That same trust will create an inherent level of control as the team self-corrects. The caution is, the more actively an individual member of the team tries to control the team the more you negate the self-correcting instinct. A successful team with a strong basis of trust tend to be a balance of the two actions. If each team member executes their objectives, and the team's goal is well understood, then trust within the team will be high regardless of how competitive each is. Trust comes with person's personality, time and actions. The analogy to it would be the cruise control in the car, the question is how many trusted it when they used for the first time and were not over cautious. Similarly, it’s in any relationship where trust is built and without it, it would be a chaos. Competitive teams focus on the other teams and try very hard to surpass them for their own benefit. This seriously undermines mutual trust. Complimentary teams focus on giving and taking thus making them and the other teams stronger, but, still, their primary objective is always to be better than the other to have more reward. This is more or less collaboration with ulterior motives resulting in pseudo uptake in trust which is short-lived.


Collaborative management is essential -or it’s all about "coopetition." Complimentary and competitive teams can both produce positive results, but more often teams who operate individually, compete collectively and manage collaboratively are usually the winners! Collaboration, teamwork, unity bring strength. Everyone wins. Competition brings a spirit of fight, win-lose. In a competitive environment, you don't work together; you work against each other, because in order to win, the other team must lose. In competition, sabotage becomes an option in order to win. If you don't share resources, you have a better chance to win. It may cause destructive behavior, unprofessional attitude, and toxic culture. In collaboration, there is definitely a mix of complementary and competitive but the goal is still to win, not from internal teams but the external environment. The constructive internal competition is good unless and until it does not hurt the organization and its vision.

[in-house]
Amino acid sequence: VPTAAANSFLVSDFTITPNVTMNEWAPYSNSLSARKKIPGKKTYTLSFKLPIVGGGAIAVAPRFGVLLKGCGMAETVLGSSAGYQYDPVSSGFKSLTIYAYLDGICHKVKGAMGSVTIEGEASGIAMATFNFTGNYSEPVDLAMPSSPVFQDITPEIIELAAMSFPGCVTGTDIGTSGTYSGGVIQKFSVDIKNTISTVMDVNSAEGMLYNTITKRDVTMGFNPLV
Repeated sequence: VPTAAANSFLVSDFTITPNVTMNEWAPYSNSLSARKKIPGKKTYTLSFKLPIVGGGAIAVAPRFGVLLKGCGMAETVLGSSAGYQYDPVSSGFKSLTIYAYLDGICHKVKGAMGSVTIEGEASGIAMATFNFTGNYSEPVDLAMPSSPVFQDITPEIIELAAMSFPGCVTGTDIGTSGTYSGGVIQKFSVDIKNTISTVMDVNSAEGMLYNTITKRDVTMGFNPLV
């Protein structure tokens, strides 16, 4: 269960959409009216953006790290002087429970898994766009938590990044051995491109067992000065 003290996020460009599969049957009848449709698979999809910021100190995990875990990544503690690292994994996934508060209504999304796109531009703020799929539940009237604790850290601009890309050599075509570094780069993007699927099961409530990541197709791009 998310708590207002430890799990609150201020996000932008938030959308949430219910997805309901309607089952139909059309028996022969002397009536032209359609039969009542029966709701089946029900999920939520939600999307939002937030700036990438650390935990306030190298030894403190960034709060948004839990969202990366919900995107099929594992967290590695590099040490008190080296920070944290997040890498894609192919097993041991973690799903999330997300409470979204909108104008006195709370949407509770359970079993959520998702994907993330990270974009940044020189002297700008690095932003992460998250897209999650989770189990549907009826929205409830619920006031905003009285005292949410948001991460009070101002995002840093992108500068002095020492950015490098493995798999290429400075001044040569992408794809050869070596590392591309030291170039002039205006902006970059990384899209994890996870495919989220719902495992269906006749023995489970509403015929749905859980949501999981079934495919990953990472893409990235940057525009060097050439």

Build a conductive organizational climate: Don't forget about communication, transparency and acts of integrity on the part of management in creating organizational trust…without a conducive organizational climate, it is quite difficult to do the right things like transparent communication, display of integrity, and making people believe in the value of mutual trust. When there are noble, admirable, and inspiring shared goals, they become more credible and acceptable. If you can build the right culture to focus on shared goals where they mutually trust each other. Conducive organizational environments (Culture) need to be created and sustained.


The real answer is Co-Creating Teams. When teams are cultured to focus on the shared goals of the organization, they compete (professionally) and compliment (when needed) towards the attainment of the shared goals and that creates a conducive environment for mutual trust to flourish. Organizations need to pay more attention in creating shared and admirable goals and then encourage the teams to compete and collaborate as they deem fit. Trust created this way will be lasting and enjoyable, and also create synergy to accelerate the flywheel of digital transformation.


Digitalization is like a flywheel, and Digital Masters are the one riding above it. Surf more Information about Digital Master:








0 comments:

Post a Comment

Twitter Delicious Facebook Digg Stumbleupon Favorites More